AUSTIN, Texas - Dash camera footage released to FOX 7 Austin shows the moment an off-duty Austin police officer pulled his gun on another driver after being rear-ended.
A memo from the Austin Police Department, released in November 2020 states that Officer Thomas Tuminelli was trying to get to work on time, averaging a speed of 96 mph.
Traveling southbound on I-35, Tuminelli can be seen in the video driving aggressively. It shows him cutting off other drivers and weaving in and out of traffic.
In the memo, it states he broke eight different traffic violations, some of which include: reckless driving, brake checking, speeding, crossing a solid white line, and tailgating.
A driver who was following the off-duty police officer caught Tuminelli on his own dashcam, including the time when the officer brake-checked him, causing the driver to rear-end him. As the driver rear-ended Tuminelli, the APD officer immediately got out of his own car - gun in hand.
You can see it in the video, the pistol is in his right hand, hanging next to his side.
For nearly the next minute, still with his gun in his hand, the two argued outside their cars before Tuminelli walked back, putting the gun away.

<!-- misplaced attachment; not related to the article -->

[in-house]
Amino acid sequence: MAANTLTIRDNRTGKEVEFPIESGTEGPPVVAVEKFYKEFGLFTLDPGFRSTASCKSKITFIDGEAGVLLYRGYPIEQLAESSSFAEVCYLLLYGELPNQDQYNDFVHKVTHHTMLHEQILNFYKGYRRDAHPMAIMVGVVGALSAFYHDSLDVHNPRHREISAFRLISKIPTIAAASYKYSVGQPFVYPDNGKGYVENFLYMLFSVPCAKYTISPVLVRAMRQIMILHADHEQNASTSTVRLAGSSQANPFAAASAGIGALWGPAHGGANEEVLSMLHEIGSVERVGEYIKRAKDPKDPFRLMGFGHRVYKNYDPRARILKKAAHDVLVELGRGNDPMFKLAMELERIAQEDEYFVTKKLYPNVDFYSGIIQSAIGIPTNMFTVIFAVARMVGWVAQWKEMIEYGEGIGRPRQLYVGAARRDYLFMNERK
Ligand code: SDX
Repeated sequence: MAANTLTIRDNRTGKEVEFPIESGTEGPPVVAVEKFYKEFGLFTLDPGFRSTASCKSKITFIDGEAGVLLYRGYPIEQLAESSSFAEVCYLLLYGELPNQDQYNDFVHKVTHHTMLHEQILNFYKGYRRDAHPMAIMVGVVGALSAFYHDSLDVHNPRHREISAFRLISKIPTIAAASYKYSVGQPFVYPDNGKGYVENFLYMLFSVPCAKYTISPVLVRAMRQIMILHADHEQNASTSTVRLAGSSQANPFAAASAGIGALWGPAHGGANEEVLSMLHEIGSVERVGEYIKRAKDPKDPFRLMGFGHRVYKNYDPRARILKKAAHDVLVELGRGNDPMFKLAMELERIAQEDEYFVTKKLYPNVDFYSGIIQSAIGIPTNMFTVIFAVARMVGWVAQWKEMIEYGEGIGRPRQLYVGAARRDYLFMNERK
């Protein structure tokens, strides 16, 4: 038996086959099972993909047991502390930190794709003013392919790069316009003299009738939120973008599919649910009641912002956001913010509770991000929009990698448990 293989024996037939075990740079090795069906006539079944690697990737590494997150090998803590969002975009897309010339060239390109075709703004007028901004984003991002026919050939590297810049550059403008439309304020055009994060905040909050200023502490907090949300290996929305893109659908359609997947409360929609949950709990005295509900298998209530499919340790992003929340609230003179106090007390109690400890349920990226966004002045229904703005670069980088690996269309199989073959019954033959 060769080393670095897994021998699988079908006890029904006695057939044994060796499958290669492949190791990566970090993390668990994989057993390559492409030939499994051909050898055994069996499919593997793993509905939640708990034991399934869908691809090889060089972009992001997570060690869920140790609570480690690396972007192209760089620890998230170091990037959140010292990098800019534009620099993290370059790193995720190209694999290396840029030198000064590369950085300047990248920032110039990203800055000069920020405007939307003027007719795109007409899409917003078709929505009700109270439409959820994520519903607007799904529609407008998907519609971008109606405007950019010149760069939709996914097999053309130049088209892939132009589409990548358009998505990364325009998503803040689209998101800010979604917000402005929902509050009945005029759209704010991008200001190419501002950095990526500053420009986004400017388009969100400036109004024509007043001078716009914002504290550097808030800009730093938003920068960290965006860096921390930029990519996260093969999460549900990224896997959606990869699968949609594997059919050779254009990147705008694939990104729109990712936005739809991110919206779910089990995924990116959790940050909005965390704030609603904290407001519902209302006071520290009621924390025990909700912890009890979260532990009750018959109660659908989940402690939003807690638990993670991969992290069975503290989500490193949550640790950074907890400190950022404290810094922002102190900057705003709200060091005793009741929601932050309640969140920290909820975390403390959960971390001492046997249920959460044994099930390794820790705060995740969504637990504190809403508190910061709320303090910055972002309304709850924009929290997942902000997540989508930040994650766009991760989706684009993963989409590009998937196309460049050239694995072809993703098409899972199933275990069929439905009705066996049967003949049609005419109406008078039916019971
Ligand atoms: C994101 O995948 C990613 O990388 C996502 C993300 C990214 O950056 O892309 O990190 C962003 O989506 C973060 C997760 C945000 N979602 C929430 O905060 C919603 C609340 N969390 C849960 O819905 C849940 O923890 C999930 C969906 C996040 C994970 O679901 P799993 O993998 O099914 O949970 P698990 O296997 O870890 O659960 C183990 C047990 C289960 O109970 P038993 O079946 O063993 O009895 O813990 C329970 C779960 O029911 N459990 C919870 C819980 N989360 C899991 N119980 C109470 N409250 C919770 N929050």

Daniel Armbruster with AAA Texas says both drivers should have never let it get this out of hand. "You should never respond to another driver who is driving aggressively," he said. "That's only going to potentially escalate that situation. You want to avoid that driver. You want to stay as far away from that driver as possible."
Saying when in these situations, when you see aggressive driving or behaviors like this, the best and safest thing to do, is to pull back.
"It's our job as drivers to make sure that we remain emotionally aware, not to react to other drivers, aggressive behaviors, and to be good drivers ourselves," Armbruster said. "Be good defensive drivers, get away from situations. And, if you do encounter a driver who is being aggressive, remain calm."
For Tuminelli, in the memo, he says he pulled out his gun for safety reasons, "[T]his individual had possibly rear-ended me on purpose and I’m - I was unsure of his intentions or actions at that point," it stated.
Tuminelli was suspended for 60 days. That suspension ended January 9.
APD was unable to comment on what his duties look like now that he is back. But, Tuminelli does have to go through training that will be specified by his chain of command and is on a probationary period for one year.